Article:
So here in post-revolution Egypt, it’s hard to know where to even start to combat sexual harassment, when not only are there the same underlying problems and misperceptions, such as victim-blaming, but there are so many other problems layered in as well.  The laws need enforcing, but there is no functioning or trustworthy enforcing agency; there’s a religious political party in power that doesn’t think women should participate much in society outside the home sphere; there’s widespread unemployment that leads to groups of angry young men with time on their hands; and so on.

The good news is that there are several groups in Egypt working actively to combat sexual harassment and assault.  One such group, HarassMap, is working, as one representative there told us, “not to solve individual cases or answer the question why do people do this, but to address the phenomenon of sexual harassment.”  The problem, according to HarassMap, is that there are no consequences for sexual harassment – not only from law enforcement, but from bystanders and others in society.  The group accepts reports of harassment through all means – online, calls, Facebook, Twitter, text – and records the time, place, and type of harassment on a map.  With this data and with a business outreach program, they are working to identify safe areas for women. They also have projects to educate about myths of sexual harassment (e.g., “If harassment is due to poverty, why do CEOs harass?” and “If harassment is due to women’s provocative clothing, why are veiled women harassed?” etc.).  Other HarassMap programs include crisis response to gang attacks on women, training volunteers to do outreach and education, and a nationwide campaign (donations accepted here) to change the perceptions associated with sexual harassment and create a positive association with standing up to harassment.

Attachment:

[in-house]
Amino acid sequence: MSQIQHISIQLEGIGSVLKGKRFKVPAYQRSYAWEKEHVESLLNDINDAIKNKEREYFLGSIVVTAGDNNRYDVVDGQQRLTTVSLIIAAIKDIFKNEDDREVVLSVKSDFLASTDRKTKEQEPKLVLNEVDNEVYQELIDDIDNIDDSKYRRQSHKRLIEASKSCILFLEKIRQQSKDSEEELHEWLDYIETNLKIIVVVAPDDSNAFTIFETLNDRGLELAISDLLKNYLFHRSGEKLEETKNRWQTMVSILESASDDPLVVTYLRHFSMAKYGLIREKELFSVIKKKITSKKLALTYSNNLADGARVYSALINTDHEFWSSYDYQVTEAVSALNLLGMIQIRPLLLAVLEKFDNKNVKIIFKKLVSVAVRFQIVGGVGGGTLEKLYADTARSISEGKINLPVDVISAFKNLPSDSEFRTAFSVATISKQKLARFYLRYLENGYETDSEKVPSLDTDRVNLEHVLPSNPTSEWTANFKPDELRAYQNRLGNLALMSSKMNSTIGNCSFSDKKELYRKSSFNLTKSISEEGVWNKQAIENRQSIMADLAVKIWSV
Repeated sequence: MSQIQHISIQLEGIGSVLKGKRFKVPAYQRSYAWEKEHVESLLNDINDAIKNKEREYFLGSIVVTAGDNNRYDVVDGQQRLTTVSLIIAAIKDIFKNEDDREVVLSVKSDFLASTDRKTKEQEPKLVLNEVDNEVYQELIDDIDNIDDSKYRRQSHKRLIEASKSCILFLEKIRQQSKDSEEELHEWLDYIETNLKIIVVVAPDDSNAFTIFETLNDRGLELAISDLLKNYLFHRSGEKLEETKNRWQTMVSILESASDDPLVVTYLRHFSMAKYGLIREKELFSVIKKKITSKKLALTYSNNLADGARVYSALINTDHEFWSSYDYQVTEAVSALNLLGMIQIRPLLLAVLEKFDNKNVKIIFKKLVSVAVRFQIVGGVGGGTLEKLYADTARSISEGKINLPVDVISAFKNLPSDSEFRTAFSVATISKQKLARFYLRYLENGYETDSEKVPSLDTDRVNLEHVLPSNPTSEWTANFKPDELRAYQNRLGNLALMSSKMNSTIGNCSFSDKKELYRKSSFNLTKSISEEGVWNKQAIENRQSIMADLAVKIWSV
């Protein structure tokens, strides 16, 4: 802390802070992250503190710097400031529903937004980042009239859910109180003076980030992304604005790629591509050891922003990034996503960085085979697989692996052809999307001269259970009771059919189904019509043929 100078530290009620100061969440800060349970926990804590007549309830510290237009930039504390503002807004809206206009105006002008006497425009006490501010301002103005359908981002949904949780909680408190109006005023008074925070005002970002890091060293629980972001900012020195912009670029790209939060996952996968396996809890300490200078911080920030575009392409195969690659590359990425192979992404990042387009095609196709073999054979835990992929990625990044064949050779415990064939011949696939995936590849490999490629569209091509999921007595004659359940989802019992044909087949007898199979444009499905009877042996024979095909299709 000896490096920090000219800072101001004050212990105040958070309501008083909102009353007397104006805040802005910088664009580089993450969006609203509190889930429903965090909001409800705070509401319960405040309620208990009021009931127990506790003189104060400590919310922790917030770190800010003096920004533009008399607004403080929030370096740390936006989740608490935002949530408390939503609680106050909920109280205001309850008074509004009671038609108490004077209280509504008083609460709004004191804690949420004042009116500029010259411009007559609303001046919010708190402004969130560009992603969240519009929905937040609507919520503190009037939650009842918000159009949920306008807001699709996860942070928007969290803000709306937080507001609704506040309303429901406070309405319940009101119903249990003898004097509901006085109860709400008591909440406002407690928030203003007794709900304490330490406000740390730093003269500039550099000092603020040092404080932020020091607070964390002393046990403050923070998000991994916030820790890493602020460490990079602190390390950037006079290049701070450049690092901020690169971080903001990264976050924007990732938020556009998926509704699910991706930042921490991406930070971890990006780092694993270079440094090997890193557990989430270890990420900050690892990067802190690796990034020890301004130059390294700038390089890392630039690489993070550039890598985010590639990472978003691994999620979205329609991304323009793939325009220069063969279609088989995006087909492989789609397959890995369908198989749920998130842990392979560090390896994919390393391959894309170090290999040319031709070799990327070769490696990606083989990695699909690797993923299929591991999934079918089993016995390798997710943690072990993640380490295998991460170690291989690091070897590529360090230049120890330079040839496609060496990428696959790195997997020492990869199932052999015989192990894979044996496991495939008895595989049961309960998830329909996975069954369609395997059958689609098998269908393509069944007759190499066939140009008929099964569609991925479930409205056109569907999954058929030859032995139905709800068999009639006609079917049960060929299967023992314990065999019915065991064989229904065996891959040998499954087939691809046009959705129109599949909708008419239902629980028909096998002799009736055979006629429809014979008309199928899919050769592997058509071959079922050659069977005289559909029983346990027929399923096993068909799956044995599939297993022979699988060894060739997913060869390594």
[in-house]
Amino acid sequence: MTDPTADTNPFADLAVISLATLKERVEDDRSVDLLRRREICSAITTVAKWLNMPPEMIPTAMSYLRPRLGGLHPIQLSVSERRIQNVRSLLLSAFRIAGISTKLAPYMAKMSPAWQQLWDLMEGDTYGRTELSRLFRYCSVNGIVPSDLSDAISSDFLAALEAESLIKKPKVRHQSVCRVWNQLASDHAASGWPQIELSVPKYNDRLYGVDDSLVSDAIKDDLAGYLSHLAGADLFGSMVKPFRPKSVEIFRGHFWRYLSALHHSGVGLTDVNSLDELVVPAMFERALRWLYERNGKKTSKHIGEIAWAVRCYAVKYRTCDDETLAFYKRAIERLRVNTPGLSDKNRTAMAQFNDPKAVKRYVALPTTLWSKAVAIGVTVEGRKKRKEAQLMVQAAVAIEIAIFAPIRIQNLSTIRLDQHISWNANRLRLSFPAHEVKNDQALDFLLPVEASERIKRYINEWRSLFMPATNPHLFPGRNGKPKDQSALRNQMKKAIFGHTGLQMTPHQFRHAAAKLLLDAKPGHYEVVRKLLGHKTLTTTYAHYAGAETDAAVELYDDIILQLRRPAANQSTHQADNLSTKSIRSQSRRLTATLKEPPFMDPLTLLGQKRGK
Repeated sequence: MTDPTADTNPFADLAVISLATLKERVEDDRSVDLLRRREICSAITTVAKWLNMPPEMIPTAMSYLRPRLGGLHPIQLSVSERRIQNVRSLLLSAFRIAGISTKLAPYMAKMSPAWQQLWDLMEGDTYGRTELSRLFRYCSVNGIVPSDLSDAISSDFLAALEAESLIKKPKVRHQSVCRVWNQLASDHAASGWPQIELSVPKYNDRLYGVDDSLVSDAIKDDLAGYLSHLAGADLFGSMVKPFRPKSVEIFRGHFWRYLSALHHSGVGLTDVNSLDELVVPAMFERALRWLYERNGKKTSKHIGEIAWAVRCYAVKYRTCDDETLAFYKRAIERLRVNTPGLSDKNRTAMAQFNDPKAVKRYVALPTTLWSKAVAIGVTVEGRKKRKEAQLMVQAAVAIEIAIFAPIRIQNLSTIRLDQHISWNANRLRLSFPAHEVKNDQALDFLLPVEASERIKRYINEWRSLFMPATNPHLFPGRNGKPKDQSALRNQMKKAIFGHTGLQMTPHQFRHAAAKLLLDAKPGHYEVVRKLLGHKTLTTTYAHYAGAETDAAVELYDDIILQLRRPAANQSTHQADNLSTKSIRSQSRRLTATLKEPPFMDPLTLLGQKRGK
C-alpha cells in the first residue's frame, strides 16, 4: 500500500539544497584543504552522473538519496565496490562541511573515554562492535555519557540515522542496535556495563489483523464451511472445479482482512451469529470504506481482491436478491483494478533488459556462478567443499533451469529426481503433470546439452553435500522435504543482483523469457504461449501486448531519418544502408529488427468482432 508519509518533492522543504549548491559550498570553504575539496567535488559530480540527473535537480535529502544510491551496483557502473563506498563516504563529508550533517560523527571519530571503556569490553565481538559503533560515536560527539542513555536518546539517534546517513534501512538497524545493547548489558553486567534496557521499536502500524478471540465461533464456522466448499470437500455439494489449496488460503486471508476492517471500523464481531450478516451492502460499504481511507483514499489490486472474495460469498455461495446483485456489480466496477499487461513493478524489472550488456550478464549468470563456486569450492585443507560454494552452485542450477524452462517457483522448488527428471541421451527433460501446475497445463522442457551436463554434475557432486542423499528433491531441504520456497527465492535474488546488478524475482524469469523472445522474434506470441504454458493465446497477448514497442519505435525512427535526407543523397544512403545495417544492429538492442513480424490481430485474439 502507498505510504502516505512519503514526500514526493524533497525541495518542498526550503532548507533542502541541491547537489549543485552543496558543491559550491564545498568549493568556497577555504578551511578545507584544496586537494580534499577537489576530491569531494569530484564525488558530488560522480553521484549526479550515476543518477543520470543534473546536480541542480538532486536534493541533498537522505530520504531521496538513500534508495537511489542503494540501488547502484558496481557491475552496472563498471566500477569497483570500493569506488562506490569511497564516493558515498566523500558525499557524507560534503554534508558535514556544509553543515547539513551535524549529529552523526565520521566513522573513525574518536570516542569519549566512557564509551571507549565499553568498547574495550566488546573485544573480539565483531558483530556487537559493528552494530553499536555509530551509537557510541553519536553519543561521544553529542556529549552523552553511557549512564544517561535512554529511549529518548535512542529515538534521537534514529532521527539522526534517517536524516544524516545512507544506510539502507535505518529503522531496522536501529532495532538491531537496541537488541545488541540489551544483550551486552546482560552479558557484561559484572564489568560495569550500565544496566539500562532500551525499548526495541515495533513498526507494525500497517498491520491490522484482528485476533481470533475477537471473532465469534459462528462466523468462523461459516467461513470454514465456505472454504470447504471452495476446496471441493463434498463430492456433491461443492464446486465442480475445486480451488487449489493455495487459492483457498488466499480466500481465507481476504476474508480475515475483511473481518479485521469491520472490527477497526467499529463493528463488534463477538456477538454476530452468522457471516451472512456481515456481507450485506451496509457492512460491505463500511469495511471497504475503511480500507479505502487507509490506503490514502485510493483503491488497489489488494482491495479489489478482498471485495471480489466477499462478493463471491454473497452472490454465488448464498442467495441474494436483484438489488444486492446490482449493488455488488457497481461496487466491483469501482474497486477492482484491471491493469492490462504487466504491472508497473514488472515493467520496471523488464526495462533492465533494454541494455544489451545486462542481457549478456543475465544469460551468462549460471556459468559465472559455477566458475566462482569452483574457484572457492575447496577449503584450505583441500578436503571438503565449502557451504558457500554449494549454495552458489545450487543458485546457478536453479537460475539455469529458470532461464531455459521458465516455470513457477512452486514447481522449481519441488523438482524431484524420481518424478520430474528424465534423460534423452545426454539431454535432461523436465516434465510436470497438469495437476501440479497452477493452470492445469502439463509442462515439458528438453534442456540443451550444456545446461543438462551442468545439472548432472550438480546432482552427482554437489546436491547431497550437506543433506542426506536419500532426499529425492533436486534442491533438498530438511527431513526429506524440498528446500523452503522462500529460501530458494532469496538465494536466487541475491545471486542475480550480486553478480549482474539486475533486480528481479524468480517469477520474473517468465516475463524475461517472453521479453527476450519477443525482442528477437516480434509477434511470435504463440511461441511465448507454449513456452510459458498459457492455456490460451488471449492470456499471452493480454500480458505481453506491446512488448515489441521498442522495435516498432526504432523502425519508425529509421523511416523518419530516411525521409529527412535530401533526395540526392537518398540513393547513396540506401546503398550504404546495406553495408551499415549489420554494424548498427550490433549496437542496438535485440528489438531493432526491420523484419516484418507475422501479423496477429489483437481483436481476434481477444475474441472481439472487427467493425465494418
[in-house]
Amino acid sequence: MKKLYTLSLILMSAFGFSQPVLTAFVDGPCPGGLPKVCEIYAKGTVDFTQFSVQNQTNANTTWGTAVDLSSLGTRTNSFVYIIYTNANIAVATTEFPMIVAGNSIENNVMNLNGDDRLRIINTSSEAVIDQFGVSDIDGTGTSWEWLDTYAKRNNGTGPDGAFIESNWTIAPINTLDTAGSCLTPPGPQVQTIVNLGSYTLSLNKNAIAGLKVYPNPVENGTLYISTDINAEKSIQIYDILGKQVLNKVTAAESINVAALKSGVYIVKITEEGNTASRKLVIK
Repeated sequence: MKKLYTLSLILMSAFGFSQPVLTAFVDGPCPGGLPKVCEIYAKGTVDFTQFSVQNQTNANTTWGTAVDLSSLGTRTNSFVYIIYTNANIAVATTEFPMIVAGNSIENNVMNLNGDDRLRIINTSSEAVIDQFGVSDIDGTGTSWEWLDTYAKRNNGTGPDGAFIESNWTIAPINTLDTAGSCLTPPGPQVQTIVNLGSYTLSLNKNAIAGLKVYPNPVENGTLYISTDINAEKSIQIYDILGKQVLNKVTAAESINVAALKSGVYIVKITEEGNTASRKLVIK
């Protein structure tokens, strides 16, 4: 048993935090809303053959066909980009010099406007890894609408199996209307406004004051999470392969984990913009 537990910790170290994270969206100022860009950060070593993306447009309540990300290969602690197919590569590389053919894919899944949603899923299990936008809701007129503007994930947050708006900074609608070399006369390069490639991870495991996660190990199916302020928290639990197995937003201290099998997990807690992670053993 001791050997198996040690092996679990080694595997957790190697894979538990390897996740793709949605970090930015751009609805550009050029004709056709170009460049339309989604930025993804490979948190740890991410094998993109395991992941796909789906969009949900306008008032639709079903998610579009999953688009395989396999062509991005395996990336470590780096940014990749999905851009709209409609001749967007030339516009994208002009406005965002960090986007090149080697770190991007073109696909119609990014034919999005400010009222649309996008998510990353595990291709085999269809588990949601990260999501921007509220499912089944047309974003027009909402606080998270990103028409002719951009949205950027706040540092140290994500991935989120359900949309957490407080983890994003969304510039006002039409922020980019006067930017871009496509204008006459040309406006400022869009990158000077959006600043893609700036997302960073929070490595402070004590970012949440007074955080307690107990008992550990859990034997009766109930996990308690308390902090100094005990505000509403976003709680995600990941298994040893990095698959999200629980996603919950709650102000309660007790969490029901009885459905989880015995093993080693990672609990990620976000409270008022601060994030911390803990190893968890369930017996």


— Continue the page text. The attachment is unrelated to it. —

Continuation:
Another Egyptian project, Scandalize a Harasser, began when a woman was being harassed in traffic by another car’s occupant, and decided to create a Facebook page and post his picture.  The first night she posted it and went to sleep.  The next morning, over 5,000 had already “liked” her page and soon thousands more viewed and circulated it, until it morphed into a site where others can speak out about incidents of harassment.

These programs bear similarities to programs in the U.S. and elsewhere, such as the Green Dot program, which seeks to use mapping to identify safe places where positive actions to prevent and oppose sexual harassment have occurred, and Hollaback!, which started in New York as a project to support people who have been subjected to street harassment to speak out, and now operates in 22 countries.

All of these programs have one thread in common:  speaking out.  In Egypt, people learned from the 2011 revolution how very powerful speaking out can be.  Let’s hope that women’s voices and experiences will not be silenced, and that ultimately, whatever government takes root, that it will truly be transformative so that not only is there a functioning civil society, but that it ensures justice for all.

You say you want a revolution
Well you know
We all want to change the world …

(The Beatles, “Revolution”)